Ten-year trends and prediction model of 30-day inpatient mortality for alcoholic hepatitis in the United States

Hassam Alia, Rahul Pamarthya, Nicole Leigh Bolickb, Muhammad Fahd Farooqc

East Carolina University/Vidant Medical Center, Greenville, North Carolina; Moffitt Cancer Center, Tampa, Florida, USA

aDepartment of Internal Medicine, East Carolina University/Vidant Medical Center, Greenville, North Carolina (Hassam Ali, Rahul Pamarthy); bDepartment of Cutaneous Oncology, (Nicole Leigh Bolick); cDepartment of Gastroenterology, East Carolina University/Vidant Medical Center, Greenville, North Carolina (Muhammad Fahd Farooq), USA

Correspondence to: Hassam Ali, MD, Department of Internal Medicine, East Carolina University/Vidant Medical Center, 600 Moye Blvd., VMC MA Room 350, Mailstop #734, Greenville, NC 27834, USA, e-mail: Alih20@ecu.edu
Received 13 February 2022; accepted 5 April 2022; published online 12 May 2022
DOI: https://doi.org/10.20524/aog.2022.0718
© 2022 Hellenic Society of Gastroenterology


Background Alcoholic hepatitis (AH) results in significant morbidity, mortality and healthcare burden. We aimed to evaluate the temporal trends of AH hospitalizations in the last decade and to devise a mortality scoring system for risk stratification.

Methods National Inpatient Sample (NIS) databases from 2009-2019 were used to identify AH hospitalizations. Outcomes of interest included temporal trend analysis of length of stay (LOS), mean inpatient cost (MIC), mortality, and mortality predictors. A mortality scoring system was derived using multivariate Cox regression and validated using receiver operating characteristic curves.

Results There was an increase in total AH hospitalizations, from 67,070 in 2009 to 125,540 in 2019 (P=0.004). The inpatient mortality increased from 2.48% in 2009 to 3.78% in 2019 (P=0.008). The MIC was $31,189 in 2009 and $62,229 in 2019 (P<0.001). A trend for LOS was not significant. Ten variables were selected for incorporation into a risk score, including anemia, age >60 years, female sex, mechanical ventilation, vasopressor use, spontaneous bacterial peritonitis, hepatorenal syndrome, acute renal failure, coagulopathy (thrombocytopenia), and hepatic encephalopathy. The score has a maximum of eight points, and the cutoff for predicting mortality was set as 4 points. The area under the curve (AUC) of the derivation cohort was 0.8766 (95% confidence interval [CI] 0.865-0.888) and AUC 0.862 (95%CI 0.855-0.868) for a 30-day period.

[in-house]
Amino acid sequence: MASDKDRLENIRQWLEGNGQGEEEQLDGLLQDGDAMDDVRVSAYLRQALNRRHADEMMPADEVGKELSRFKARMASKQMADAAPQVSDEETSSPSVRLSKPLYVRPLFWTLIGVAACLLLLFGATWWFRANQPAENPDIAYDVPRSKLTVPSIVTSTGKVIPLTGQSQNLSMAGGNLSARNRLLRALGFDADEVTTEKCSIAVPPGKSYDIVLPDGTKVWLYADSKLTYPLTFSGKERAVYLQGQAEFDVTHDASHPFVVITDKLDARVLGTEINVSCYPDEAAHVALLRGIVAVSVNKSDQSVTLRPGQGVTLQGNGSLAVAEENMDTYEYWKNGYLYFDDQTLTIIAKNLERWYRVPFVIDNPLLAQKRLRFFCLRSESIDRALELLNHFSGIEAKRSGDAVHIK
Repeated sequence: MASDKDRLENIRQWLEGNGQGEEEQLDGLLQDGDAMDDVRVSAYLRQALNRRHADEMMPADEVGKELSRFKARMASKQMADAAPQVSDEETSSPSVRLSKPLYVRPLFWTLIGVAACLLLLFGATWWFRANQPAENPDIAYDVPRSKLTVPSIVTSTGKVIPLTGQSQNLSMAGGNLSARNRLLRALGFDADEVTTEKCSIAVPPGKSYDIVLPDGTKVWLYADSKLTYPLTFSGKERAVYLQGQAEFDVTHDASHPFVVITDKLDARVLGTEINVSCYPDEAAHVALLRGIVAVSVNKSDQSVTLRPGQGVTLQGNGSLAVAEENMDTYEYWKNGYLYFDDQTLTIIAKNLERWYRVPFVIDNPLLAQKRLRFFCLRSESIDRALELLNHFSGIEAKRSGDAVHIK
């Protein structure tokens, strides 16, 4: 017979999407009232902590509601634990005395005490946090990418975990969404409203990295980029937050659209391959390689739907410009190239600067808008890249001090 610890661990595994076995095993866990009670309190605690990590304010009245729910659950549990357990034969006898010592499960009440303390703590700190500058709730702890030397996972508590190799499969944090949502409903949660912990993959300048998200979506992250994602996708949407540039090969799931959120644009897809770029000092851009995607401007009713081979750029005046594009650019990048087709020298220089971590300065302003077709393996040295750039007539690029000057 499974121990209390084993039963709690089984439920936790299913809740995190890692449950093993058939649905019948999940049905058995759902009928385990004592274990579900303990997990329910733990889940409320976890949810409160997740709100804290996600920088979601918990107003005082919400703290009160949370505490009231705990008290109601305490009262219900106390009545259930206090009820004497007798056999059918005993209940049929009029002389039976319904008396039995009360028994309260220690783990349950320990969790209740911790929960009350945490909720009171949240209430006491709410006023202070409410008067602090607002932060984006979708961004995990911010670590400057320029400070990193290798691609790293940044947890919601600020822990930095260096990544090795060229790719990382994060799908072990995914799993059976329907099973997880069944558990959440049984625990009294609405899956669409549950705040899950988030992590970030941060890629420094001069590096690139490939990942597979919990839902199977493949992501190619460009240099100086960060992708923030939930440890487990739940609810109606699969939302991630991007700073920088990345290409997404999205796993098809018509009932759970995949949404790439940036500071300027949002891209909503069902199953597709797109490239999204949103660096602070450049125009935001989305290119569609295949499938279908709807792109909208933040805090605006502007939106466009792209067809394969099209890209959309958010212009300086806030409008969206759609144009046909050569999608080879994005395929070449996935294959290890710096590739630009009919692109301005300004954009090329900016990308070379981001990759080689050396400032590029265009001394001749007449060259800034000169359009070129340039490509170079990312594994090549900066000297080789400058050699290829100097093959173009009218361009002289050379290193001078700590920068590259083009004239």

Conclusions There has been an increase in AH hospitalizations and mortality in the last decade. The Tahira score provides an easy objective method to estimate inpatient 30-day mortality for AH hospitalizations.

Keywords Alcoholic hepatitis, healthcare costs, national inpatient sample, NIS, mortality predictors

Ann Gastroenterol 2022; 35 (4): 427-433